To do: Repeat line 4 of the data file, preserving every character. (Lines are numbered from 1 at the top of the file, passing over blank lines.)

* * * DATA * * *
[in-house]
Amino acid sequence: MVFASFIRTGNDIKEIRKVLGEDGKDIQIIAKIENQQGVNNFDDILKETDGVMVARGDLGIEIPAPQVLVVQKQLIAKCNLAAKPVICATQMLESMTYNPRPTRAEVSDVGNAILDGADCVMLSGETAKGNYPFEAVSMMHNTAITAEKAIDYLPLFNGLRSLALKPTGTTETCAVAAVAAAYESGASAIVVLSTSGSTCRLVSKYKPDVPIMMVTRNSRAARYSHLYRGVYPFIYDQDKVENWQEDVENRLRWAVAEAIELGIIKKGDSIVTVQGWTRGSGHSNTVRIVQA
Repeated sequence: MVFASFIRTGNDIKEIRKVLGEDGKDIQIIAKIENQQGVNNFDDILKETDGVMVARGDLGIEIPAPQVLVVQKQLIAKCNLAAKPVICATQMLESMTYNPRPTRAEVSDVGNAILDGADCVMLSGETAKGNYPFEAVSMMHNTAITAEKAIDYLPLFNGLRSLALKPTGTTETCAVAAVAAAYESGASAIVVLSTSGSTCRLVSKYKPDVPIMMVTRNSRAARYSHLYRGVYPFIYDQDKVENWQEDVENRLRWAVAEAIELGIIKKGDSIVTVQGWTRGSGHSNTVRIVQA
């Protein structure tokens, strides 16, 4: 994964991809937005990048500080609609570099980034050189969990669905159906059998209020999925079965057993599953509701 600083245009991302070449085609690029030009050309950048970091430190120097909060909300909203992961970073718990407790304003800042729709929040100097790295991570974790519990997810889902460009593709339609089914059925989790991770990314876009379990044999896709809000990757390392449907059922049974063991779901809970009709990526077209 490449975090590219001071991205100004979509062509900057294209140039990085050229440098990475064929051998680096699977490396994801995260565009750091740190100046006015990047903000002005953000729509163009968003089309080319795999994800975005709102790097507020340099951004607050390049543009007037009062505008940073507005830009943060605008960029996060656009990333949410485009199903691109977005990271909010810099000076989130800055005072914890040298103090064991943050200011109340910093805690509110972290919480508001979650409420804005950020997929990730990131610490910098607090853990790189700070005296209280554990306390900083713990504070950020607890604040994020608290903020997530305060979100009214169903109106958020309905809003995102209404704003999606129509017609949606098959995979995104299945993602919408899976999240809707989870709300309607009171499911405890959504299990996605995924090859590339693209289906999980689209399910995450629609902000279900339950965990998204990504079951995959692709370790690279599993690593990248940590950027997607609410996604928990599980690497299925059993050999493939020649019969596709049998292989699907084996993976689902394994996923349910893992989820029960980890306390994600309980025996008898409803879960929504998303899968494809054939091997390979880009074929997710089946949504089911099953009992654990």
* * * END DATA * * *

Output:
């Protein structure tokens, strides 16, 4: 994964991809937005990048500080609609570099980034050189969990669905159906059998209020999925079965057993599953509701 600083245009991302070449085609690029030009050309950048970091430190120097909060909300909203992961970073718990407790304003800042729709929040100097790295991570974790519990997810889902460009593709339609089914059925989790991770990314876009379990044999896709809000990757390392449907059922049974063991779901809970009709990526077209 490449975090590219001071991205100004979509062509900057294209140039990085050229440098990475064929051998680096699977490396994801995260565009750091740190100046006015990047903000002005953000729509163009968003089309080319795999994800975005709102790097507020340099951004607050390049543009007037009062505008940073507005830009943060605008960029996060656009990333949410485009199903691109977005990271909010810099000076989130800055005072914890040298103090064991943050200011109340910093805690509110972290919480508001979650409420804005950020997929990730990131610490910098607090853990790189700070005296209280554990306390900083713990504070950020607890604040994020608290903020997530305060979100009214169903109106958020309905809003995102209404704003999606129509017609949606098959995979995104299945993602919408899976999240809707989870709300309607009171499911405890959504299990996605995924090859590339693209289906999980689209399910995450629609902000279900339950965990998204990504079951995959692709370790690279599993690593990248940590950027997607609410996604928990599980690497299925059993050999493939020649019969596709049998292989699907084996993976689902394994996923349910893992989820029960980890306390994600309980025996008898409803879960929504998303899968494809054939091997390979880009074929997710089946949504089911099953009992654990």